What does it look like inside Douglas Coupland’s brain? A neatly compartmentalized clutter of everyday objects, toys and trinkets. The bestselling author who coined terms like ”Generation X“ and ”McJob“ turns out to be an avid hoarder.
In his first major solo exhibition at the Vancouver Art Gallery, now available online at the Google Art Project, Coupland again gets to the essence of contemporary life and boils it down to catchy phrases: ”Slogans for the 21st Century“, images that only seem to get into focus when viewed through the lens of a smartphone, an update on pop art, reflections on what it means to be Canadian and his own personal cabinet of curiosities show us the world according to Doug.
Elin Goethe meets Coupland, the visual artist, next to his Lego sculptures of suburban sprawlscape and utopian towers bursting with color, while museum staff put the finishing touches on the show. A chat about unresolved Germanness, TV as art and machines talking about us behind our back.
Q. You were born in Germany.
A. I think technically I could have gotten my citizenship. I would have had to do a year or two of military service and I don’t even speak German. That would have been strange, so okay.
Q. In the section The Brain, a sculpture made of collected objects, you added a few German items. Do you consider part of your identity German?
A. That stuff has been collecting over the years. How old are you, can I ask?
Q. I’m 39.
A. Okay, so I‘m 52, and I spent my entire life up ‚til 1989 answering ”Where are you born“ with ”Well, West Germany“. After that they kept crossing out the ”West“ and that really pissed me off, because I was born in West Germany exactly because there was also an East Germany, that was the whole Cold War politics reality. My father was a germanophile. We had to have a Volkswagen, a Grundig stereo and they’d have German food all the time, which made no sense in West Vancouver in the year 1975. I didn’t even realize I had all those things still in storage and I thought, I guess they’re saying something to me. Germany is just one of those things that I have to figure out for myself.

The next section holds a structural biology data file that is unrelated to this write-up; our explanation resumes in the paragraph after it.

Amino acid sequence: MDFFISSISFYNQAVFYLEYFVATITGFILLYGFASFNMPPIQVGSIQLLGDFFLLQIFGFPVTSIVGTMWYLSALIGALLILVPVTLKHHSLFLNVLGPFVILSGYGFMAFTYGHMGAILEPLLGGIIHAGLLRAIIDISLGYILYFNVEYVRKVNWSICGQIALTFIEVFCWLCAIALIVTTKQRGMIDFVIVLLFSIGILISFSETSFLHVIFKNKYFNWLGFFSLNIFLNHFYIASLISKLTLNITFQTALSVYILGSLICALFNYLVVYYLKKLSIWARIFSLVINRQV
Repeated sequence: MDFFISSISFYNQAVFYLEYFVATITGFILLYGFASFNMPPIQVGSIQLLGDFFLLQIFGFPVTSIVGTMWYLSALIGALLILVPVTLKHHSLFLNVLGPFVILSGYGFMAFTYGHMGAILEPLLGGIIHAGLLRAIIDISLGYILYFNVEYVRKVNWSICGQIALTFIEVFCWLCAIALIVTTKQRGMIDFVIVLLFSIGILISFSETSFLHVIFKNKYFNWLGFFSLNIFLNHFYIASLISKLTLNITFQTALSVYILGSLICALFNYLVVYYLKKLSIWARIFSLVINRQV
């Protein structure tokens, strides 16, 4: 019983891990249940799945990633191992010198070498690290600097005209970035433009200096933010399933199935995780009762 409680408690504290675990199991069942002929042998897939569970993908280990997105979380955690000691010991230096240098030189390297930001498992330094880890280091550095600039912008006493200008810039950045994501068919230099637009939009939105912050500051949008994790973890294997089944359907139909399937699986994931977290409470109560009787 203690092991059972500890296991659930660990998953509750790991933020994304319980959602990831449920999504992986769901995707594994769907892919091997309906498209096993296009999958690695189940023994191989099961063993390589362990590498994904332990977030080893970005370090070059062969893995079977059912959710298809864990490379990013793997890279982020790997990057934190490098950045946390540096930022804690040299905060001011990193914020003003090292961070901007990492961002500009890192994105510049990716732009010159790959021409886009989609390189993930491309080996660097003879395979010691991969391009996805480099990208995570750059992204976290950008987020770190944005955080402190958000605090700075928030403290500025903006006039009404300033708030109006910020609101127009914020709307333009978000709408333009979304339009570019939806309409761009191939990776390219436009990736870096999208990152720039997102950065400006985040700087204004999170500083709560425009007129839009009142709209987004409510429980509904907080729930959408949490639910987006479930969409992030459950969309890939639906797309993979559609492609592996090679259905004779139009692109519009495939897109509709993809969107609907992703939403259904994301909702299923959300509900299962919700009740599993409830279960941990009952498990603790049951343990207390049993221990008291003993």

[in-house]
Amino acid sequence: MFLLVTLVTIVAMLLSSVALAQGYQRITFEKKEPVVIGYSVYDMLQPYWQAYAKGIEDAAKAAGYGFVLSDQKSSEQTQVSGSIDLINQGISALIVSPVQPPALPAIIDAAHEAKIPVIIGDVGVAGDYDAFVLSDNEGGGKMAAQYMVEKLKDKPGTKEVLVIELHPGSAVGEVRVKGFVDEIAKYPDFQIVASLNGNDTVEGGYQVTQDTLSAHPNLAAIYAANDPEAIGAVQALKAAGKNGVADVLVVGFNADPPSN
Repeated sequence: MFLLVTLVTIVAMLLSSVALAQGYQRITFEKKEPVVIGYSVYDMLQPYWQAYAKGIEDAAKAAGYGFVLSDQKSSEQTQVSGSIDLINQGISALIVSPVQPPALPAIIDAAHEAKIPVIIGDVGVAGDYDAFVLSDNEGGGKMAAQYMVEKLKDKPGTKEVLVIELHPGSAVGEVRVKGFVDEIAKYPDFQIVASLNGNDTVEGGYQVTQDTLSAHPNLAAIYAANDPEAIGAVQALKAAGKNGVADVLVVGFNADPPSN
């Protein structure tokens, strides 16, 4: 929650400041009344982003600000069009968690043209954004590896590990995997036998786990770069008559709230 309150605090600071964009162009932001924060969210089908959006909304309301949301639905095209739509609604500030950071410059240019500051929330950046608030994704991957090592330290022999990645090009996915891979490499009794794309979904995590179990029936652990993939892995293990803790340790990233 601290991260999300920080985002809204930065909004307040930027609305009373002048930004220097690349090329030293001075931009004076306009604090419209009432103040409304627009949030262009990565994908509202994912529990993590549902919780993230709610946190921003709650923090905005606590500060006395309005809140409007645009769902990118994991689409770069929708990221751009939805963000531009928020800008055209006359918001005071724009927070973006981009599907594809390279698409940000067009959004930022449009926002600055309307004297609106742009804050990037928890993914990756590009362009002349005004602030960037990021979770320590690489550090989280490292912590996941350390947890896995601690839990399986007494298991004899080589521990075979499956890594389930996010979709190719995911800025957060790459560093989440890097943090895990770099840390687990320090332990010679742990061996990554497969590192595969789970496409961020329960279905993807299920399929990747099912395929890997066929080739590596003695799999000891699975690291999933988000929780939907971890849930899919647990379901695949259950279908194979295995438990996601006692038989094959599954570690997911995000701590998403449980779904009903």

I worked there, believe it or not, in 1980, at Daimler Benz in Sindelfingen as a Ferienarbeiter. I would have been 19 and because I‘d been studying Science one year at McGill University that made me eligible.
I was excited, wow craftwork, the man-machine myth, German factory, how cool. I got there, and no one spoke German, everybody was Turkish or Albanian or Southern Italian, not one German speaker anywhere. I was living in this Wohnheim in the absolute middle of nowhere. To get a bus and go to work was at least an hour and a half. It was miserable. It was actually good to build character. At the end of the summer, I said, fuck it. I quit and I went to Munich, bleached my hair white and went punk and then I got back to Canada and started art school the next day. Life’s been perfect ever since.
Q. So Germany turned you into a punk.
A. Pretty much, yeah. In hindsight it was a really good experience. At the time, it sucked.
Q. If you had to invent a slogan for German culture, what would you come up with?
A. Oh, what a great question. I’m going to the slogan side of my brain now. (Thinking) Peace is difficult! Not very clever, but it’s true.
Q. One part of the exhibition is called the 21st century condition. How would you characterize that condition?
A. I think the key slogan in that room is „I miss my pre-Internet brain“. But what I am finding now is very quickly forgetting my pre-Internet brain and actually forgetting what I used to feel like inside my head. I feel like I have willingly or unwillingly become a new person. It’s happened to you, it’s happened to everyone. We’ve all been completely, neurologically rewired and it’s a pretty new sensation. I like it in a sense that the Internet democratizes thinking. It also homogenizes information and how we access it. So that is definitely part of the 21st century condition and also 9/11 and the NSA. Just too much information too everywhere.
Q. Is this an age of surveillance and paranoia? You said that the 21st century actually started with the 9/11 attacks.